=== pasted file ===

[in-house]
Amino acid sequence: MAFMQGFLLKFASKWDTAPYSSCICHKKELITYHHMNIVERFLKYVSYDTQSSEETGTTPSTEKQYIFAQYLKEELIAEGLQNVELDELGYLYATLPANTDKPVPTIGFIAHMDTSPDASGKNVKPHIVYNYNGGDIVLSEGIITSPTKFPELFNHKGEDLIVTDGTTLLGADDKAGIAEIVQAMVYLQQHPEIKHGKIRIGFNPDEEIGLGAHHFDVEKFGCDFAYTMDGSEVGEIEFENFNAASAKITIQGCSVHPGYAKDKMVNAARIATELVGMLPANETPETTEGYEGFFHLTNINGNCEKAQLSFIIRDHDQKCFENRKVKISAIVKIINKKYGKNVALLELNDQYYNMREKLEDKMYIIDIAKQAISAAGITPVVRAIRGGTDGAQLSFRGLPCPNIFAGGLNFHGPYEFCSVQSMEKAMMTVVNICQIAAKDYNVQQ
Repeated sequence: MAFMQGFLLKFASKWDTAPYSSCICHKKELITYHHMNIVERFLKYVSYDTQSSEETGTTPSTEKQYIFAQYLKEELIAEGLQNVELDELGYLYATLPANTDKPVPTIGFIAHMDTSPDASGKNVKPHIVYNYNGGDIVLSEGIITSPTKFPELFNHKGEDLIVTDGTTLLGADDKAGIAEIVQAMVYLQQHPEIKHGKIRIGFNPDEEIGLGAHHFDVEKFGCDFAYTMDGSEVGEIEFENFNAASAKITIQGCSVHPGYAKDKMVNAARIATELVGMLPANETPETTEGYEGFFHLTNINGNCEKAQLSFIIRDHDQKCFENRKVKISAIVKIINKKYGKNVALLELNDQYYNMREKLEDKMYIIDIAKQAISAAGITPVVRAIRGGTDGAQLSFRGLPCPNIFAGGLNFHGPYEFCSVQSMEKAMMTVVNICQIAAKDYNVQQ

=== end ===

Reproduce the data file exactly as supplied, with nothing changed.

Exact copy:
[in-house]
Amino acid sequence: MAFMQGFLLKFASKWDTAPYSSCICHKKELITYHHMNIVERFLKYVSYDTQSSEETGTTPSTEKQYIFAQYLKEELIAEGLQNVELDELGYLYATLPANTDKPVPTIGFIAHMDTSPDASGKNVKPHIVYNYNGGDIVLSEGIITSPTKFPELFNHKGEDLIVTDGTTLLGADDKAGIAEIVQAMVYLQQHPEIKHGKIRIGFNPDEEIGLGAHHFDVEKFGCDFAYTMDGSEVGEIEFENFNAASAKITIQGCSVHPGYAKDKMVNAARIATELVGMLPANETPETTEGYEGFFHLTNINGNCEKAQLSFIIRDHDQKCFENRKVKISAIVKIINKKYGKNVALLELNDQYYNMREKLEDKMYIIDIAKQAISAAGITPVVRAIRGGTDGAQLSFRGLPCPNIFAGGLNFHGPYEFCSVQSMEKAMMTVVNICQIAAKDYNVQQ
Repeated sequence: MAFMQGFLLKFASKWDTAPYSSCICHKKELITYHHMNIVERFLKYVSYDTQSSEETGTTPSTEKQYIFAQYLKEELIAEGLQNVELDELGYLYATLPANTDKPVPTIGFIAHMDTSPDASGKNVKPHIVYNYNGGDIVLSEGIITSPTKFPELFNHKGEDLIVTDGTTLLGADDKAGIAEIVQAMVYLQQHPEIKHGKIRIGFNPDEEIGLGAHHFDVEKFGCDFAYTMDGSEVGEIEFENFNAASAKITIQGCSVHPGYAKDKMVNAARIATELVGMLPANETPETTEGYEGFFHLTNINGNCEKAQLSFIIRDHDQKCFENRKVKISAIVKIINKKYGKNVALLELNDQYYNMREKLEDKMYIIDIAKQAISAAGITPVVRAIRGGTDGAQLSFRGLPCPNIFAGGLNFHGPYEFCSVQSMEKAMMTVVNICQIAAKDYNVQQ